Author: Gloria Whelan
Release Date: 2000
Genre: children's fiction, India, cultural fiction
My Rating: *
Official Rating: children's fiction
Summary: Koly's family is poor, and as soon as she's of marriageable age, her wedding is arranged with a young man she's never met. Koly is thirteen and hungry for knowledge.
But her wedding doesn't go as she'd hoped, and Koly finds herself nearly alone in the world, a young woman now seen as unfit for marriage but without any support and no way of getting back home to her family. When Koly finds herself out on the streets in a huge world full of both good and bad people, how will she survive?
Word of Warning
- Child-marriages, so to speak. These are arranged, as tradition requires
- As for marriage itself, it seems to be understood more as a social contract and less of a union of man and wife. What I mean by this is that Koly, until she is much older, never even sees the intimate and sexual side of marriage, nor does it even get mentioned. Even later, when she is older, it's not mentioned explicitly, but simply assumed with a sense of innocence.
- Young women are essentially sold into marriages.
- Widows are abandoned, no longer useful since they have no husbands, and really just a hindrance to whomever they are living with.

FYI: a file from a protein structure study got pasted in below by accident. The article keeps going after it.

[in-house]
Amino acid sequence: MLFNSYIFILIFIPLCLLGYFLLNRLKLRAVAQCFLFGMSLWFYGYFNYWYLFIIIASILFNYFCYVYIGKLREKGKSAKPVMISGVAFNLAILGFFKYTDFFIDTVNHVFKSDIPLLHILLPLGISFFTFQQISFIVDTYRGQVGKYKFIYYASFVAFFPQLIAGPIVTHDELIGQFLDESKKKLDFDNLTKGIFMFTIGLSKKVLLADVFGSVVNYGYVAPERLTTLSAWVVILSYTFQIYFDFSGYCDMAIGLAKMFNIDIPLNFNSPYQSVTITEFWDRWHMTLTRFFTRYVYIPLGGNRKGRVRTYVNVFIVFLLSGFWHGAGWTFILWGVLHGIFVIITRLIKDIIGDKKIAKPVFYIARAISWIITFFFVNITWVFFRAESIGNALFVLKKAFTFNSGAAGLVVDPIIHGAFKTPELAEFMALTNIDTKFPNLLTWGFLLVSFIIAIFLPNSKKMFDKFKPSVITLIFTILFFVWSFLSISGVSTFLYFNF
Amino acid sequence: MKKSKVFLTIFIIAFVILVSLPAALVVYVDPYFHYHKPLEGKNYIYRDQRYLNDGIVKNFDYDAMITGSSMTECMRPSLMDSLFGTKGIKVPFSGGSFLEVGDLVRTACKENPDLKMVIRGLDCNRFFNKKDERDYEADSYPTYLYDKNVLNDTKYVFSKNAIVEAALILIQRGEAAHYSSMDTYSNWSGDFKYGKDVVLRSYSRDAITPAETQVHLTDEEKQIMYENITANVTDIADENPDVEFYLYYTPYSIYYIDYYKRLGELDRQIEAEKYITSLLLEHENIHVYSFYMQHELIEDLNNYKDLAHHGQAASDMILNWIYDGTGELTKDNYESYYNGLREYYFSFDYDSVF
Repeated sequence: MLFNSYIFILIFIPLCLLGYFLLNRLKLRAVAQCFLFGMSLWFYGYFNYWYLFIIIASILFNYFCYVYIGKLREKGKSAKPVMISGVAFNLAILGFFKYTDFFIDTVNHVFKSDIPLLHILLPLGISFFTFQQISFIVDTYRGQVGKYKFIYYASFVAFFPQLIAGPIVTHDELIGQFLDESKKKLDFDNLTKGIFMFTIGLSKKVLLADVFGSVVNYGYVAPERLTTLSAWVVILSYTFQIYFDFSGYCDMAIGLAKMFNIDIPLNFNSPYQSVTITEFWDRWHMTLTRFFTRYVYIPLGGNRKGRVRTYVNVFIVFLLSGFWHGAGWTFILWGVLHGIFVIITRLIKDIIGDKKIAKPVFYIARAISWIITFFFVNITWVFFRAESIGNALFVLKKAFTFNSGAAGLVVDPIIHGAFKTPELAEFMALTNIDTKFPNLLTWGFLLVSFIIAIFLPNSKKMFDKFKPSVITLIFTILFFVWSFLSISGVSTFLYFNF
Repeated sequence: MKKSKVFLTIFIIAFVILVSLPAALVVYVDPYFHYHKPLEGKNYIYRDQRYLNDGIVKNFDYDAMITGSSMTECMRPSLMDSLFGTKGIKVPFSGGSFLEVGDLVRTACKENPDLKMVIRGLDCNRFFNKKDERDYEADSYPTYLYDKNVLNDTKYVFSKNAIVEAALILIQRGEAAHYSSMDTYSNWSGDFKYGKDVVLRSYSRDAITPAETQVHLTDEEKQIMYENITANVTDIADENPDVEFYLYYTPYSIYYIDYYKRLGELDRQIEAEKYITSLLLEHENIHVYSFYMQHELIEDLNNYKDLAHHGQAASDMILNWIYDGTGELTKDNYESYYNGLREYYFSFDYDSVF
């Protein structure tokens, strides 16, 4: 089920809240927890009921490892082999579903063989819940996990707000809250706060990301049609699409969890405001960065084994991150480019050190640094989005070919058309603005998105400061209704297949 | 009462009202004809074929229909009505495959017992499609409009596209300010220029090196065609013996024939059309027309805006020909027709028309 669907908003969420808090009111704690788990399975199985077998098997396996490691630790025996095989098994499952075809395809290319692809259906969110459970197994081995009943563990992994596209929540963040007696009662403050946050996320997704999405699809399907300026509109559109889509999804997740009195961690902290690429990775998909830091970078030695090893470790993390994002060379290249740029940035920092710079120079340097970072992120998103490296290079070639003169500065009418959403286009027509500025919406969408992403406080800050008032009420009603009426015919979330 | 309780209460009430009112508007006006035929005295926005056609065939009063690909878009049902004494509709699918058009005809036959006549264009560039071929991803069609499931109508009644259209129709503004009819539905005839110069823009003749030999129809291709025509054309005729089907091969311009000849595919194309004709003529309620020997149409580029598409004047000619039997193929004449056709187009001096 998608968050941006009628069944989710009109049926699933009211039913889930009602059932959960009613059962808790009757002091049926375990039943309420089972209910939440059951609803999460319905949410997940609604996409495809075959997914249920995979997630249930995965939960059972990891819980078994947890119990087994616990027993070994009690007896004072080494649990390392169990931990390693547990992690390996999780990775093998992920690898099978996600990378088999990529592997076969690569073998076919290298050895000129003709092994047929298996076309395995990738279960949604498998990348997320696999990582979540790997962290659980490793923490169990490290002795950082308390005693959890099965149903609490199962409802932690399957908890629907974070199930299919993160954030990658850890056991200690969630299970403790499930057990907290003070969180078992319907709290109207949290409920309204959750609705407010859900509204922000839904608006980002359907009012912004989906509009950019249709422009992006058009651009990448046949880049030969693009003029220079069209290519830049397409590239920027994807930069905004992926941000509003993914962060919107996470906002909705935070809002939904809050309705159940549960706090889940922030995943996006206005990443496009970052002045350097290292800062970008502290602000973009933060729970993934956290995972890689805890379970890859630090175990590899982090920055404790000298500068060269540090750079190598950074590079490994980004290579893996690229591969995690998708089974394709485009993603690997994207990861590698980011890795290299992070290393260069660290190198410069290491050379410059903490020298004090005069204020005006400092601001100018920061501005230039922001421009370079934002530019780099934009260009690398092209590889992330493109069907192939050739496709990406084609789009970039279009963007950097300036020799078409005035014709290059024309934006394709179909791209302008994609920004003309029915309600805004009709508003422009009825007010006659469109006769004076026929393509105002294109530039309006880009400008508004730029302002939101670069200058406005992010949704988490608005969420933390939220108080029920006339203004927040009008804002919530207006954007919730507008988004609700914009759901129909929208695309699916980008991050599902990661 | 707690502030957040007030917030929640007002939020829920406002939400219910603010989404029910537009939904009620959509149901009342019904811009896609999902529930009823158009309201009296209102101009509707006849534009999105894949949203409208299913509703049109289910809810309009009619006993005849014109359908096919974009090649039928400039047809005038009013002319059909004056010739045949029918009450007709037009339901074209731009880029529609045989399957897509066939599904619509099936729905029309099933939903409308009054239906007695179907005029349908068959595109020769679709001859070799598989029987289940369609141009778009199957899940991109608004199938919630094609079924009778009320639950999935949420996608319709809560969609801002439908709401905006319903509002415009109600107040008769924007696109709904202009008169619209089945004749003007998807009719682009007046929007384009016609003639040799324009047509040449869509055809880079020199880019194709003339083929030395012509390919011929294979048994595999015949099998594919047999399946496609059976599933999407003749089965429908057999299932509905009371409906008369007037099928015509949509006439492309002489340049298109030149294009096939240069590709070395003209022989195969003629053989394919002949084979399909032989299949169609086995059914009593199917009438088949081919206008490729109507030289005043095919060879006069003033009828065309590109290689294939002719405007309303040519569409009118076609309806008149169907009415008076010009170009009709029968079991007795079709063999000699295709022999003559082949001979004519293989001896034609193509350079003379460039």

- Characters drink and do drugs (but not in those words).
- Koly is essentially abused by her stepmother. She's yelled at and barely cared for.
- A man tries to trick Koly into coming home with him. It's implied, though never stated outright, that he intends to take advantage of her sexually.
- Lying, cheating, stealing, abandonment, anger, cruelty, tough situations, etc. We see it all.
The book was interesting, but it felt too simplistic to really take on such a big topic. I understand that it's Children's Fiction, and the author is trying to convey something very serious and big to a young audience. The problem is, can that audience truly understand the topic at hand? And I don't mean do they understand what it means to "sell" a young woman into marriage. They might be able to understand that factually. But can they really know what it means, what it entails, down to the depths of a soul.
No, I'd argue, they can't.
Does it mean we shouldn't try to explain it anyway? I'm not sure. I think it depends on the topic and the person.
But that's the source of my gripe with this book. It took something too big, too deep, and it tried to cut it down for a young audience. In the act of cutting it down, it destroyed the very mission it was seeking to accomplish: spreading understanding of the lives of young women in India.
It was a fine book. The writing was fine, the story-line was a bit on the wandering side, and the characters were okay, but not great. Honestly, there wasn't a whole lot wrong with the book itself, aside from it not being great.
But adding that to the issue with the content and topic, and, well, you get something that sort of fell flat.